St Pat’s Day feast

It was a grand weekend at the Blue Mountains Music Festival, as ever. Jeff Lang playing Blues on the lapsteel, The Good Lovelies’ wholehearted three part harmonies, sublime classical guitar from the Grigoryan brothers and the delicious klezmer riot of the Woo Hoo Revue, and Belle Jar for that matter. What is it about klezmer music that makes me so hungry?

The Celts were well represented too, and my particular favourite was Eleanor McEvoy, who effortlessly shifted from blues to ballads to chanson, oui vraiment. She belted out a spirited version of Edith Piaf’s Milord and the crowd went fauve.

When you think about it, the Irish and the French have something going on. Anglo-French rivalry meant that France was a haven for your well-to-do Irish dissident and/or writer. Samuel Beckett wrote Waiting for Godot in French, and James Joyce finished and published Ulysses in Paris. I could get into some kind of riff about the Gaelic and the Gallic, but I’m peckish. I’m just flagging this because these thoughts have determined today’s St Patrick’s Day menu.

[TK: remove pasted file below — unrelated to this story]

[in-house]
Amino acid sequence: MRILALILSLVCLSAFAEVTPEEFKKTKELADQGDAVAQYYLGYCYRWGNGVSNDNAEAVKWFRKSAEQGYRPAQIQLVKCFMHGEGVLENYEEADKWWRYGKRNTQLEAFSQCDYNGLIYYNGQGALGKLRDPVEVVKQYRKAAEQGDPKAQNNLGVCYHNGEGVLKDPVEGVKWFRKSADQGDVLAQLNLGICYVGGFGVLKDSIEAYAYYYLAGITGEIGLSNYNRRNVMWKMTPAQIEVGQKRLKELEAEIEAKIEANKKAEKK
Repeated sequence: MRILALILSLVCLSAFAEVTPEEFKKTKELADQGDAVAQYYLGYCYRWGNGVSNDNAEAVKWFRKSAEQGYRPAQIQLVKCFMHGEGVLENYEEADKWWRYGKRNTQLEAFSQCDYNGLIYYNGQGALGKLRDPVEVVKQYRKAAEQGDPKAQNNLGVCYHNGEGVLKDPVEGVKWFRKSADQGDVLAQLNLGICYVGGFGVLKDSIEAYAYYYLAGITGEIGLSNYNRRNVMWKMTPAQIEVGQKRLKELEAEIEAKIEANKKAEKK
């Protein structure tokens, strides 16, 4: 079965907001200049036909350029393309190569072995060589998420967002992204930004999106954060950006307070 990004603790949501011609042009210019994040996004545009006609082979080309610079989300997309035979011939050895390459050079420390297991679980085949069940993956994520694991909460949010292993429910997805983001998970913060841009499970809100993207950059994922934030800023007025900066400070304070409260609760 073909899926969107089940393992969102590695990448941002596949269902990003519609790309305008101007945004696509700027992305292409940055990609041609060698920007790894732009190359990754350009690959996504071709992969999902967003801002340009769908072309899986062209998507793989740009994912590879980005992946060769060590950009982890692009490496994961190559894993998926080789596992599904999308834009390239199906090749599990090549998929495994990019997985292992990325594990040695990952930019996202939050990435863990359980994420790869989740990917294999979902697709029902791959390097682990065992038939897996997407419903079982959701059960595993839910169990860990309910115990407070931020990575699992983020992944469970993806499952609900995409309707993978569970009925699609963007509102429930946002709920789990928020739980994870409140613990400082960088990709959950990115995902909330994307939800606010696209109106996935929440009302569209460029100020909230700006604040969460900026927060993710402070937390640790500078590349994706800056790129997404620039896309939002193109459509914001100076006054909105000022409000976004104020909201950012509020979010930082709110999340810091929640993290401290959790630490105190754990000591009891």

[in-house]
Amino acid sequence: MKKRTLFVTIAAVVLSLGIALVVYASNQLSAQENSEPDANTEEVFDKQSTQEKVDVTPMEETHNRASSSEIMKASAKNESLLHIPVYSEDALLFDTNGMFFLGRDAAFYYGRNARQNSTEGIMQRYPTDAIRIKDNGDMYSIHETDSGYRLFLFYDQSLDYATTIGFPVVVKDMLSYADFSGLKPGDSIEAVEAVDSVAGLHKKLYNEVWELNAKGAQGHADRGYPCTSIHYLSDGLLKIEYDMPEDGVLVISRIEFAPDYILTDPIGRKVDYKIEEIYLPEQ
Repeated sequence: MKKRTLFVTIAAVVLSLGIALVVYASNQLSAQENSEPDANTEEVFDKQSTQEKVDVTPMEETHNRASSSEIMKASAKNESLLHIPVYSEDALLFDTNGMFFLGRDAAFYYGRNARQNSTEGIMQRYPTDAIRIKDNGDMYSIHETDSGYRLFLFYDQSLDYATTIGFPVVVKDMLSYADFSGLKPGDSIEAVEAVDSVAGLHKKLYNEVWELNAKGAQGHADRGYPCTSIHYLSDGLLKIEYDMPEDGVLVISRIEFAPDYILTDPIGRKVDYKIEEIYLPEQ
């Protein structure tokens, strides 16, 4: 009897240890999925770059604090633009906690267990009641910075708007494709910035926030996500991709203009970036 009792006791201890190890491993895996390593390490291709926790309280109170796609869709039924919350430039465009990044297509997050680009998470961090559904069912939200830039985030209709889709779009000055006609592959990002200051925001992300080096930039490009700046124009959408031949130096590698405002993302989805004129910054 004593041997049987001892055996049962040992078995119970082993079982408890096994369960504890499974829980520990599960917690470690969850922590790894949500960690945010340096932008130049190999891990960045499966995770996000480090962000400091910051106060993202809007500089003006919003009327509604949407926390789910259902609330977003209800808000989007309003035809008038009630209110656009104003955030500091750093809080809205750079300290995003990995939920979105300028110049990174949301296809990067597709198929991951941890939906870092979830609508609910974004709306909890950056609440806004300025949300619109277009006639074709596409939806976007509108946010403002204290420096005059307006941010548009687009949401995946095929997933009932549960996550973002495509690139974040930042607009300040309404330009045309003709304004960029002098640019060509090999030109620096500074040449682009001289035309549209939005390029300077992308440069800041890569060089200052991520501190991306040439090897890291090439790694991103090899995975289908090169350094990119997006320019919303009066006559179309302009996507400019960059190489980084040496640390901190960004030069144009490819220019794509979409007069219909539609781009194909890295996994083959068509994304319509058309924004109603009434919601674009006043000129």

Part one, Irish Soda bread.

sodabread

Years ago I first tasted this from Bowen Island Bakery at Drummoyne and I was swiftly smitten. Today, I baked my own for the first time. In fact it’s the first time I’ve made bread of any sort. I used the River Cottage recipe for this. Hugh Fearnley-Wearnley may not be Irish, but he’s a man who knows his way around a lightly dusted baking tray. It came out just as he promised. A thick crunchy crust and a heavy scone-like crumb, best served with nothing but proper salted butter and a cup of tea. I am wishing our Irish friend Helen was about, so she could try it and tell us how marvellously authentic it is. If it is.

We have eaten way too much soda bread now, and it’s time to go a bit French. Part two is dinner. Our local pork sausages on a bed of puy lentils cooked in cider. Eleanor McEvoy is on the stereo and I’d better get on with it. Sláinte.

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